Photo courtesy of VCU Athletics
By THOMAS FLOYD
Jason Johnson sure doesn’t shy from lofty comparisons. In truth, he relishes them. When asked which player’s game most resembles his own, the Virginia Commonwealth forward didn’t hesitate.
“I would say Cristiano Ronaldo,” he stated bluntly, before laughing as he added a caveat — “but not the fancy stuff.”
Now that’s setting the bar pretty high. So how about an MLS player he emulates?
Well all right then.
Johnson, it’s safe to say, looks to the best for role models. As a physical yet skilled forward with a penchant for thriving in a wide-left position, the Jamaican international knows few others in the world of soccer have put their stamp on that spot the way Ronaldo and Henry have.
When it comes to college soccer, Johnson is in rare company of his own. As one of seven players selected for the 2013 Generation Adidas class, the Atlantic 10 Offensive Player of the Year is poised to be one of the first names off the board at the MLS SuperDraft on Jan. 17 in Indianapolis.
Johnson’s prospective employers should get a good look at him in the coming days as he takes part in the MLS Combine, which kicks off Friday in Fort Lauderdale, Fla.
“J.J. is an interesting combination of size, power, speed and good technique,” said VCU coach Dave Giffard, a former assistant under Caleb Porter at Akron. “Physically, he’s very prepared to step into the league and compete right away, in terms of being able to take on the daily grind and the battle and the athleticism and physicality of MLS.”
Since moving to the U.S. to attend VCU in 2010, Johnson has enjoyed a trajectory titled firmly upward, going from a bench player his freshman year to notching 11 goals and five assists as a sophomore and, this past fall, 13 goals and six assists in that stellar junior campaign.
Born in the town of Happy News, the 22-year-old comes from humble beginnings on the Jamaican countryside. Although he originally developed a preference for cricket, his brother Kemar, two years his elder, nudged him toward the beautiful game.
“He was a big fan before I was,” Johnson recalled. “You always want to follow in your big brother’s footsteps.”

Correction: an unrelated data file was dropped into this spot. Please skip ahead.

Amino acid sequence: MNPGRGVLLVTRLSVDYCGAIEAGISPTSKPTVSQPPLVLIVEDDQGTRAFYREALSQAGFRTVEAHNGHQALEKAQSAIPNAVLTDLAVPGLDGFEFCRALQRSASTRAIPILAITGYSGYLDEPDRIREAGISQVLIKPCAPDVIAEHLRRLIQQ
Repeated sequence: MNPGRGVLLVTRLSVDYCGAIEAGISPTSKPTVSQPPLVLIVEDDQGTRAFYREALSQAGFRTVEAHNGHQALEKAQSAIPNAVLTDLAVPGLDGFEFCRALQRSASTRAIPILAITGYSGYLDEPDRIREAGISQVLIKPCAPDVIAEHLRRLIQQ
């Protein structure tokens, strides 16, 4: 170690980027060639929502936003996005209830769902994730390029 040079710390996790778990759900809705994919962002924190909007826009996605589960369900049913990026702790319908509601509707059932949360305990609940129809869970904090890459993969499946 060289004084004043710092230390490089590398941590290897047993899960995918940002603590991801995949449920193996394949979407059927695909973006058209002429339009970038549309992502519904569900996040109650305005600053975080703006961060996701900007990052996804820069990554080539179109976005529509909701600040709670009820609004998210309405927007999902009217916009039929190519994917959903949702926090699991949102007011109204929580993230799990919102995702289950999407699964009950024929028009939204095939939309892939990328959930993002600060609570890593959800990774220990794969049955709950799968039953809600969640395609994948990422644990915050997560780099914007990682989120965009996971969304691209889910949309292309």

That turned out to be a good choice. With a scholarship to VCU, he packed his bags and took his easy-going persona — and playing style — to the more structured ranks of collegiate soccer. While he felt the off-the-field adjustments came naturally (aside from leaving behind his beloved Jamaican cuisine, that is), it took some time before his discipline and work habits were up to snuff.
“His work rate has continued to come up,” Giffard said. “I do think that as one of the more talented players in the country, sometimes the game can be a little bit easier and maybe not quite as challenging every day as it will be as he continues to go up the ladder. So making that adjustment and being his best, day in, day out, will be a challenge. But it also will show some rewards.”
Added Johnson: “When you have bad habits, it’s really hard to get out of it. I think that was and is my biggest problem. [I’ve improved] a lot, but there’s still more to go for. So I’m not stopping right now.”
Yet for all the growth the 6-foot, 180-pounder has experienced rounding himself into a more complete player, his physical gifts still stand out.
If a player is going to receive his first national team cap at the age of 19, like Johnson did in February 2010 against Argentina, it’s safe to say he’s been gifted with his fair share of natural talent.
“That’s always a magical moment for a young teenager to represent their country at such a tender age,” said Johnson, who also played for the Jamaica U-23s last year in Olympic qualifying. “Words can’t explain it.”
Just as the Jamaican national team setup identified Johnson’s talent early, so did Giffard, who initially saw the player during a scouting trip to the Caribbean in the spring of 2010.
It was a first impression he won’t soon forget.
“I saw a lot of the qualities that were in there,” Giffard said. “And I really felt that if we put a guy like this into a good environment, where it’s challenging every day and as professional as it can be, surround him with good players, he was a guy who had the tools to play at a significantly higher level than the college game.”